248 646 6659
[email protected]
2075 West Big Beaver Road Suite 520, Troy, MI 48084

Menu

Dementia vs. Alzheimer’s: What’s the Difference?

old-age-360714_1280
Dementia and Alzheimer’s are two related and commonly co-current conditions involving loss of cognitive function in old age, and are thus often used interchangeably and incorrectly.  We recently had Barbara Wolf PhD, from the McLaren Hospital in Flint visit the BMC and explain the differences and nuances between the two conditions, and we wrote this article to highlight her points for our patients.

Dementia

Dementia is a general term for medical conditions that include memory impairment and at least one other cognitive domain, typically marked by:

  • Aphasia – problems understanding and  expressing oneself
  • Apraxia – inability  to perform tasks or movement when asked
  • Agnosia  –  failure to recognize people or objects
  • Executive  Function – there is often a severe  decline in organizational skills, enough to interfere with daily functioning and independence

Many diseases are commonly co-current with Dementia, and are highlighted here:

  • 60-80% have Alzheimer’s (AD)
  • 10-20% have vascular dementia
  • 5% have dementia associated with PO
  • 15-20% have Lewy Body dementia (LBD)

Alzheimer’s

Alzheimer’s is a more specific medical condition that explains a type of dementia, and is marked by personality changes, including anxiety and dysregulation,  that may precede cognitive changes.  Some specific characteristics of Alzheimer’s include:

  • Aging; Almost half of people greater than the age of 85 have Alzheimer’s Disease.
  • Typically there is a sibling or parent with Alzheimer’s Disease – Genetics MAY be a factor, but is not definitive yet.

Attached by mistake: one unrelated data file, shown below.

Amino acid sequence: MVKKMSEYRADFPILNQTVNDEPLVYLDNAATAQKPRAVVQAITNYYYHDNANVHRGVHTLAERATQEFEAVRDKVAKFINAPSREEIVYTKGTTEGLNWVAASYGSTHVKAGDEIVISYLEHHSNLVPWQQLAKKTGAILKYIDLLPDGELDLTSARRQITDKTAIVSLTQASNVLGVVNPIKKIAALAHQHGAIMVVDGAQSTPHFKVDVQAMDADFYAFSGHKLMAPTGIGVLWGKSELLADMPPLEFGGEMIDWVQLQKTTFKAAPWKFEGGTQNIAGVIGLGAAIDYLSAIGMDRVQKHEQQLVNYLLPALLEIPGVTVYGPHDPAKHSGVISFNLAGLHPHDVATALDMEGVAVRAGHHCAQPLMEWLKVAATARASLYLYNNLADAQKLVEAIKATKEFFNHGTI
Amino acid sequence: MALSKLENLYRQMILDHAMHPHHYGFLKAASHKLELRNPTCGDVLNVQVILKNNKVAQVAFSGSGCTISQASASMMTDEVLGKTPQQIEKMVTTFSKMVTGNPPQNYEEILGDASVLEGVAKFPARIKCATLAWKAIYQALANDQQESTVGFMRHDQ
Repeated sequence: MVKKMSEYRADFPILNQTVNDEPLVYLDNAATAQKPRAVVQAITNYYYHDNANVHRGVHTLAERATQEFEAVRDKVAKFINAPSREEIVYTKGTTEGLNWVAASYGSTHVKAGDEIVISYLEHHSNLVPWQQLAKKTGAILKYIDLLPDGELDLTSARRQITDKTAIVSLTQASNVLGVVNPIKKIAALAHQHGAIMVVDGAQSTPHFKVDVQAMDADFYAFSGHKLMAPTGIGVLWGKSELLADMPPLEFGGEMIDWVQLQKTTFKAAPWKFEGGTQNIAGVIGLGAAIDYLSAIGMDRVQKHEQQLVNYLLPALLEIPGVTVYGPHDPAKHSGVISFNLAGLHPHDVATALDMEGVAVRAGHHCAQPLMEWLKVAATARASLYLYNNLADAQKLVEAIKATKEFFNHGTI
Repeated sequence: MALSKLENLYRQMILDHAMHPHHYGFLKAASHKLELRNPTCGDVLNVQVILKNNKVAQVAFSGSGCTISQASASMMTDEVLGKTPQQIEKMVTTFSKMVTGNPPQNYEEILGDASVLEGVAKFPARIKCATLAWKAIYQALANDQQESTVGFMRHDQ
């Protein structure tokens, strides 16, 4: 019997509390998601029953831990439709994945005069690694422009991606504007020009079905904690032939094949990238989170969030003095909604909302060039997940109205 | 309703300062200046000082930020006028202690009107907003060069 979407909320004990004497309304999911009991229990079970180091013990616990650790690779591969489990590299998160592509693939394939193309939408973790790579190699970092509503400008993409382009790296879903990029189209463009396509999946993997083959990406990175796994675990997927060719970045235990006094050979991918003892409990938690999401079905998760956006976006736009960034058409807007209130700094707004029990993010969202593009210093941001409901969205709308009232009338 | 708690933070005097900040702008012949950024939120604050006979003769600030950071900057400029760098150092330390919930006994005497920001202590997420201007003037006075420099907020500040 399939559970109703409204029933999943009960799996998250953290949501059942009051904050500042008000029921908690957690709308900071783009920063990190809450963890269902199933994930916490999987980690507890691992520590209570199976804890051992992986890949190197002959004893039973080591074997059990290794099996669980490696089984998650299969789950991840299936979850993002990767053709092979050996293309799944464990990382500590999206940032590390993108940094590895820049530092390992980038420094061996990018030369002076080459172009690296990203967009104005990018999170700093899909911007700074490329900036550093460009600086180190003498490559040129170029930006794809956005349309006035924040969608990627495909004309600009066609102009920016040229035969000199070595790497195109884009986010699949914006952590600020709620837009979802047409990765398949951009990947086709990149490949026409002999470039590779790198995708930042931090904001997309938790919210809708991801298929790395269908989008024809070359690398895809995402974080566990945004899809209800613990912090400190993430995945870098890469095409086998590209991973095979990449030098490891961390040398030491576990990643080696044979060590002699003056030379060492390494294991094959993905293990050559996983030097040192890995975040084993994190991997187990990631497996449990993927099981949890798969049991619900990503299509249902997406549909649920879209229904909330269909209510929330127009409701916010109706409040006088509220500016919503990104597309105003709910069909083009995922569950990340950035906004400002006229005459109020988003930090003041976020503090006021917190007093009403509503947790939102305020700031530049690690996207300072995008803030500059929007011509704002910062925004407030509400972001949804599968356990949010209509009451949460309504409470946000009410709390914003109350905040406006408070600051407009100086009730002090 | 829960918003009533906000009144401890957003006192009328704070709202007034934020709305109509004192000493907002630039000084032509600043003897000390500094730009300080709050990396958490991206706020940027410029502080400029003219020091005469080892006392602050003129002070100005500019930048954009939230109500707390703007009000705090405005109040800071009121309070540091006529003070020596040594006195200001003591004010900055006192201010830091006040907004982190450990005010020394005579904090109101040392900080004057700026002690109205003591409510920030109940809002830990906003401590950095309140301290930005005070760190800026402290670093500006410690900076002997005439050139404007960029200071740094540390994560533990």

• Past head trauma- there may be a strong link between serious head injury and future risk of Alzheimer’s Disease

Here are some signs of early onset of Alzheimer’s:

  • Long term memory intact
  • Short term memories effected
  • Might forget conversations
  • Repeating questions
  • Poor coordination, memory loss and confusion
  • Word finding difficulty
  • Confusion, getting lost
  • Mood swings, poor judgment
  • Inability to balance one’s checkbook


In the early stages of Alzheimer’s, patients often understand what is happening, but may be ashamed and anxious about it.  In the more advanced stage, patients may become paranoid or violent and turn on family members.  These are some of the distinguishing features of Alzheimer’s versus Dementia.  Unfortunately, Alzheimer’s can only be confirmed upon autopsy.

In summary, Dementia is an “umbrella” term and Alzheimer’s is one specific form of dementia.

Depression can cause symptoms that mimic dementia, so thorough medical and neuro-psychological evaluations are needed to differentially diagnose the patient’s condition.  Metro Detroit area residents may contact the Birmingham Maple Clinic for referrals for evaluation.